Sources familiar with the deal also cite an encouraging response from international investors who have met with the DLF management during the 10-day global roadshow which preceded the bookbuilding. The interest, they say, stems not only from the fact that the company is the largest real estate developer in India today, but from a belief that it has the capacity to become one of the leading players in the world in its field over the next five years or so.
The opportunities for equity investors to participate in the anticipated growth of the Indian real estate sector have also been quite limited so far, as the handful of property companies that are listed are all quite small. With a market capitalisation of at least $21 billion at the time of listing, DLF thus stands out as a tempting alternative û assuming one buys the Indian growth story.
At an indicated size of Rs87.5 billion to Rs96.25 billion ($2.2 billion to $2.4 billion) the offering will be the largest ever IPO by an Indian issuer, ahead of oil and gas explorer Cairn IndiaÆs Rs86.16 billion ($1.93 billion) initial share offer in December last year. If the early orders are any indication, the amount of price sensitivity will also be limited, which suggests the deal could easily price towards the top end of the range.
DLF is offering 175 million shares, or 10.26% off its fully-diluted post-issue capital, at a price between Rs500 to Rs550 apiece. Of the total, 59.7% will be sold to institutional investors and as of yesterday this portion of the deal was already 2.08 times covered, with more than 91% of the order amount coming from international investors. People familiar with the deal say the management held more than 80 one-on-one meetings during the roadshow in addition to the group lunches.
About 29.8% of the deal has been earmarked for retail investors, while the remaining 10.5% will go to non-institutional investors and company employees. The bookbuilding will close on Thursday (June 14) and the final price will be set within the next couple of days.
Kotak Mahindra and Merrill Lynch are joint global coordinators and bookrunners. In true Indian fashion, however, there are also several other bookrunners namely Citi, Deutsche Bank, ICICI Securities, UBS and Lehman Brothers (who has been given the additional title of senior bookrunning lead manager).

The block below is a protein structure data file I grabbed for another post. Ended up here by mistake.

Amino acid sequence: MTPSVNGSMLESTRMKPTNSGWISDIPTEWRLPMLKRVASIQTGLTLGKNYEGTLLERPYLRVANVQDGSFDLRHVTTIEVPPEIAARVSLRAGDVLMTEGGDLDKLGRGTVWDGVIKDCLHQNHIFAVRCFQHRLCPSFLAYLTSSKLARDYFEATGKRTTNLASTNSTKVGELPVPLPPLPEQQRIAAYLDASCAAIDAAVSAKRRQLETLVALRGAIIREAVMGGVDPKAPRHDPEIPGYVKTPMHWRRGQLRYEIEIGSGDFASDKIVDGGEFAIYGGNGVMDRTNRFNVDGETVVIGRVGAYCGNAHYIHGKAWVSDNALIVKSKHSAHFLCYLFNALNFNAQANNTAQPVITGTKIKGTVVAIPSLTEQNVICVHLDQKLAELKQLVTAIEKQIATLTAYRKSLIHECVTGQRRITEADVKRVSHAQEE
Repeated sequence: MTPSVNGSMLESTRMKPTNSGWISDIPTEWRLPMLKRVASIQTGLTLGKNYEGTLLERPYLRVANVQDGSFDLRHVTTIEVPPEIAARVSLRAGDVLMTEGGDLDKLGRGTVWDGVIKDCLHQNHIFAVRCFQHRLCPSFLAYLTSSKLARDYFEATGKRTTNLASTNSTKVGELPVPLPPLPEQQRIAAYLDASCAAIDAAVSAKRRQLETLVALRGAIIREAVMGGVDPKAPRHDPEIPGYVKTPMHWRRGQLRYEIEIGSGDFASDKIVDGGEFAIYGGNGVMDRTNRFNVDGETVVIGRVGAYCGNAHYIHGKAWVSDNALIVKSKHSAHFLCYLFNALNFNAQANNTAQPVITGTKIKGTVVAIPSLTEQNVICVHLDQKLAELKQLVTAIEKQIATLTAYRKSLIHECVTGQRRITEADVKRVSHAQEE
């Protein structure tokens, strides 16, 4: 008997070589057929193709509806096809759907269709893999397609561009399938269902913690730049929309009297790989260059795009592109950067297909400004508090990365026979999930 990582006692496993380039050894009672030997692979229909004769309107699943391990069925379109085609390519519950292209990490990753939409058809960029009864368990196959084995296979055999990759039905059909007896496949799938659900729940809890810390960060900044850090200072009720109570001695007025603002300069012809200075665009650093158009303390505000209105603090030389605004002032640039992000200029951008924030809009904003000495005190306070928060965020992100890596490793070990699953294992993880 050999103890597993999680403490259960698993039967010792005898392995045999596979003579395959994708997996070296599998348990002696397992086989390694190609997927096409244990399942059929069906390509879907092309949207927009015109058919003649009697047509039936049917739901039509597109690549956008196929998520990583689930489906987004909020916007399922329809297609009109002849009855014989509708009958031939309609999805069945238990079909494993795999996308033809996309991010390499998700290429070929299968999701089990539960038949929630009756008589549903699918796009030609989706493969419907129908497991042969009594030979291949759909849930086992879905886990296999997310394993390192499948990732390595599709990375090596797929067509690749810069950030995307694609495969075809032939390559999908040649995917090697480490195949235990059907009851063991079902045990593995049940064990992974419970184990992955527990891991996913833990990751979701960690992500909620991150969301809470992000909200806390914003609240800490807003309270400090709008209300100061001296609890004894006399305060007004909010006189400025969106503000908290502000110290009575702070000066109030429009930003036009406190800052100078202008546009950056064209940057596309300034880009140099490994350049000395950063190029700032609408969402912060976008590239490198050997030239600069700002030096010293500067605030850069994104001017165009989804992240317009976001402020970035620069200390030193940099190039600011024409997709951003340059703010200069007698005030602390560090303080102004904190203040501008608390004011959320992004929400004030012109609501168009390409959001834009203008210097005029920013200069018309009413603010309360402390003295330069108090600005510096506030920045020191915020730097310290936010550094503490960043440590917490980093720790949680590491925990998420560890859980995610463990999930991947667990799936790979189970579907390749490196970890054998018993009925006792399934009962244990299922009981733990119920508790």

The price range values the company at a discount of 8.5% to a consensus post-money net asset value of about $19.5 billion to $20 billion at the bottom of the price range, according to one source. The top of the range would translate into a small premium of about 0.5%, he says.
On a price-to-earnings basis the price range translates into 11.5 to 12.5 times its estimated 2008 profit, although this is viewed as a less relevant valuation metric by institutional investors. In the fiscal year to March 2007, DLF posted a ten-fold increase in net profit to Rs19.41 billion ($475 million) from Rs1.92 billion in fiscal 2006 on the back of a 225% rise in revenues to Rs40.34 billion.
During its 60-year history, DLF has been responsible for the development of approximately 224 million square feet of real estate developments, primarily in the New Delhi region. This includes the Gurgaon district in the neighbouring state of Haryana where DLF started to acquire land at low cost in 1957 after the state assumed control of property developments in New Delhi. The company is widely credited with being the main architect behind the growth of this area and for being one of the first developers to anticipate the need for townships on the outskirts of fast-growing cities.
Guragaon is now the home of DLFÆs landmark project, DLF City, which is an integrated township spread over 3,000 acres that includes residential, commercial and retail properties as well as schools, hospitals, hotels, shopping malls and even a golf and country club. It also incorporates the companyÆs leading commercial development, Cybercity, which is expected to have a developed area of about 20 million sqf when completed.